The Structure Of The Book Of Zechariah -- By: Meredith G. Kline
JETS 34:2 (June 1991) p. 179
The Structure Of The Book Of Zechariah
Canonical Zechariah falls into several fairly distinct divisions: (1) an oracular exhortation (Zech 1:1–6); (2) a series of visions with oracles interlaced (1:7–6:8); (3) a symbolic action performed by the prophet (6:9–15); (4) oracular instruction (chaps. 7–8); (5) a pair of “burdens” (chaps. 9–14; cf. maśśaʾ, 9:1; 12:1).
Our treatment of 6:9–15 as a separate major section calls for comment. The section is set off from 1:7–6:8 by its own introductory formula (6:9; cf. 4:8; 7:4; 8:1, 18) and by the fact that it is not a vision like the preceding material. It is also distinguished from what follows in chaps. 7–8 by the date formula in 7:1, which, like those in 1:1 and 1:7, clearly marks a new division. Addressing the question of the precise role of 6:9–15 in the composition of Zechariah will take us to the heart of our proposal concerning the overall structure of the work.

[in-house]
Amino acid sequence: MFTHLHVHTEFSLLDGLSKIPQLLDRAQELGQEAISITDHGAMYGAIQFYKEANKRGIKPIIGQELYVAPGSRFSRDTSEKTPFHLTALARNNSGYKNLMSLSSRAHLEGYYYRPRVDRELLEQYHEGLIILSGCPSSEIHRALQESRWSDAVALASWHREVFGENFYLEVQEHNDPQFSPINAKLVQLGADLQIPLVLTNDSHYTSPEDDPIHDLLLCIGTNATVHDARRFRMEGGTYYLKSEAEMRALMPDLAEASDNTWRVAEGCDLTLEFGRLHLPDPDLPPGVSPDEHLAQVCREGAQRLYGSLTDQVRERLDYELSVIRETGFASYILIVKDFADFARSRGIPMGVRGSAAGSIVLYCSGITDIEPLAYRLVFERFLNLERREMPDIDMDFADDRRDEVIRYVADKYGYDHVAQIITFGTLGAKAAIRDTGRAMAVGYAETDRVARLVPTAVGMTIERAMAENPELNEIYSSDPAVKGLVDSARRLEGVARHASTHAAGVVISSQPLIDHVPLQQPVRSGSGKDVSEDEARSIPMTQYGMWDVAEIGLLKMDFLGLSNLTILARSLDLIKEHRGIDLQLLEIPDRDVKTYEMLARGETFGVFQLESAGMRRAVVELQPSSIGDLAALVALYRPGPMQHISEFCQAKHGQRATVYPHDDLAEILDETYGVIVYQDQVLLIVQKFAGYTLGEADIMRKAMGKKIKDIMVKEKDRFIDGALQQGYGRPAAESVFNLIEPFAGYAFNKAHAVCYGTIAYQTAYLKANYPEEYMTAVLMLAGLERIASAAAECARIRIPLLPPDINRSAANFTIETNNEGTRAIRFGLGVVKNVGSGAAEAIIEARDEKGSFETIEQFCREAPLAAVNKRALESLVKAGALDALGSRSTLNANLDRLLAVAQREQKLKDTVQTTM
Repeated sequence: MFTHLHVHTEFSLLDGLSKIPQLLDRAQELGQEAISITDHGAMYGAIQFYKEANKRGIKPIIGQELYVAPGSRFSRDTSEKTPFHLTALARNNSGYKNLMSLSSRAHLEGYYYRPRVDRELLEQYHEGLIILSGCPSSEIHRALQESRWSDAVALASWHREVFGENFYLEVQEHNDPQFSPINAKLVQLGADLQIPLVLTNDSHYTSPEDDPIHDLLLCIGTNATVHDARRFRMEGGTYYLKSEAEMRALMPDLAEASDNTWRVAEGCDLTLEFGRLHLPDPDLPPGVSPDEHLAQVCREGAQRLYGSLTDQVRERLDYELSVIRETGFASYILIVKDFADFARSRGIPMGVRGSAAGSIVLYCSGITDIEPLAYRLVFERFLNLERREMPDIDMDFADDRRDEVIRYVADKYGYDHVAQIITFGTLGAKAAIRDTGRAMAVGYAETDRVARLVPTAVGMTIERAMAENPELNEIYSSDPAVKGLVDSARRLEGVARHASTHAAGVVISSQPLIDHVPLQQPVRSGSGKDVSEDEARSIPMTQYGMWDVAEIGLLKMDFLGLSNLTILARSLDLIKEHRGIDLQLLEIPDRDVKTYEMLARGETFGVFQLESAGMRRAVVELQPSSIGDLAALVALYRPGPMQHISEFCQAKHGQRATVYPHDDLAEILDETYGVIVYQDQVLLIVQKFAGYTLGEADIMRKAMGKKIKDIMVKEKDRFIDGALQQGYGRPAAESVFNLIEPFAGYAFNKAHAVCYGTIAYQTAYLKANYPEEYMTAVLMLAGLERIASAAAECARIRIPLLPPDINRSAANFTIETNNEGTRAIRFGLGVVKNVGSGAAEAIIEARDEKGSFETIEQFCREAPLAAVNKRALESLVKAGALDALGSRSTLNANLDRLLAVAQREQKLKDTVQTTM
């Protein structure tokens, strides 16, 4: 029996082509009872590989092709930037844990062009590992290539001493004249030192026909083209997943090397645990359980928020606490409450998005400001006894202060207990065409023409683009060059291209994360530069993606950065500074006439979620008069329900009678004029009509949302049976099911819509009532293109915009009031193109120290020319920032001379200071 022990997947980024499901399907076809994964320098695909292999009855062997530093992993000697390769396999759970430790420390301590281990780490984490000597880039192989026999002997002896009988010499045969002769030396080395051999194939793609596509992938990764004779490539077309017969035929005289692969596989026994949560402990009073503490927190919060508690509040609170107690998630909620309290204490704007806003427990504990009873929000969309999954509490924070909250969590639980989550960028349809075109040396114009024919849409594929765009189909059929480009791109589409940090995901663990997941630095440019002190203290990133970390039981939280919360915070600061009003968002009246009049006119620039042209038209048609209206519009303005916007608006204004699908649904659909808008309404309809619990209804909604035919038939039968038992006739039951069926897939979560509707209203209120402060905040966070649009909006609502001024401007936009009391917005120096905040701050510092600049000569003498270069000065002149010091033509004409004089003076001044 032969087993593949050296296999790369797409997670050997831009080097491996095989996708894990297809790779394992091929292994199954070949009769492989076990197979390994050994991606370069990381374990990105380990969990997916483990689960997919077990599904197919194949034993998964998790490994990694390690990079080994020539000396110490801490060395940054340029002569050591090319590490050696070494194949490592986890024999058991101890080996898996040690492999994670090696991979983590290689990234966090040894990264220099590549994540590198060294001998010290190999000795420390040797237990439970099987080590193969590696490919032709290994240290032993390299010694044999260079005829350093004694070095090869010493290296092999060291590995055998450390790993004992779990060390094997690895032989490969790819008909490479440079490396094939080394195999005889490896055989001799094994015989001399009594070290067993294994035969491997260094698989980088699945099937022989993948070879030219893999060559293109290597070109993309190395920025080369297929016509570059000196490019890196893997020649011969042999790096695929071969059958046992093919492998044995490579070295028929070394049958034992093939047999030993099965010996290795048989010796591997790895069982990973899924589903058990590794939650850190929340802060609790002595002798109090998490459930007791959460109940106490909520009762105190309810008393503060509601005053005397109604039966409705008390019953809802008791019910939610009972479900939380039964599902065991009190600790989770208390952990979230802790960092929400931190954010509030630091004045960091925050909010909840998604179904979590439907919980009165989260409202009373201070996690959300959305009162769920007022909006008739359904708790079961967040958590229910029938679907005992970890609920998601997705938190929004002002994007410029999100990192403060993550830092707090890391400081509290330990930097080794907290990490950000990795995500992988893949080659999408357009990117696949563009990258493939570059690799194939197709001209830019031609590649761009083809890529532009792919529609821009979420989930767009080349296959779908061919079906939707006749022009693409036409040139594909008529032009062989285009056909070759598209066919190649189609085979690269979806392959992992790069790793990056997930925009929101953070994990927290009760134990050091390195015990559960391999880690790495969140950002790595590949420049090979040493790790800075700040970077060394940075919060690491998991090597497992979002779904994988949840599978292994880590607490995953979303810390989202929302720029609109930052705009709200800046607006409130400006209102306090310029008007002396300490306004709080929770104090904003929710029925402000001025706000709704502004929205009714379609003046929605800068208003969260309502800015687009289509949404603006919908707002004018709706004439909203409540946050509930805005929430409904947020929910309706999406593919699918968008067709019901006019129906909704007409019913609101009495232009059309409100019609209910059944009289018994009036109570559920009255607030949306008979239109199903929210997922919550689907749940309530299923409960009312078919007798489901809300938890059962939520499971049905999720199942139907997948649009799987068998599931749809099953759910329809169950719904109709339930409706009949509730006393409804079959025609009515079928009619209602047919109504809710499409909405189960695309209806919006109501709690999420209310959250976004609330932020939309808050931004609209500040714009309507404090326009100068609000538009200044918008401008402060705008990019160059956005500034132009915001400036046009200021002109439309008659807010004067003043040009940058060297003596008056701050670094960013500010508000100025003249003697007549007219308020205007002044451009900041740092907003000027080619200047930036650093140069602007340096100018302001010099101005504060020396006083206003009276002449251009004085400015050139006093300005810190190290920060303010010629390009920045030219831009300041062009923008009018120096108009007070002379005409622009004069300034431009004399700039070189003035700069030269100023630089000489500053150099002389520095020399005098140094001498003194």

I. The Three-Hinge Framework
A key structural device of the book emerges with the recognition that 6:9–15 shares with two other passages (3:1–10; 11:1–17) a peculiar set of formal and thematic characteristics. Common to these passages and to them alone in Zechariah is the formal feature of symbolic action in which the prophet personally participates and specific historical individuals are involved.1 Further, these three passages are thematically unified: In each the prophet participates in a coronation, an investiture to theocratic office. Indeed, all three portray Messiah’s commissioning to his royal-priestly task. Moreover, in addition to sharing exclusively this striking set of features, each o...
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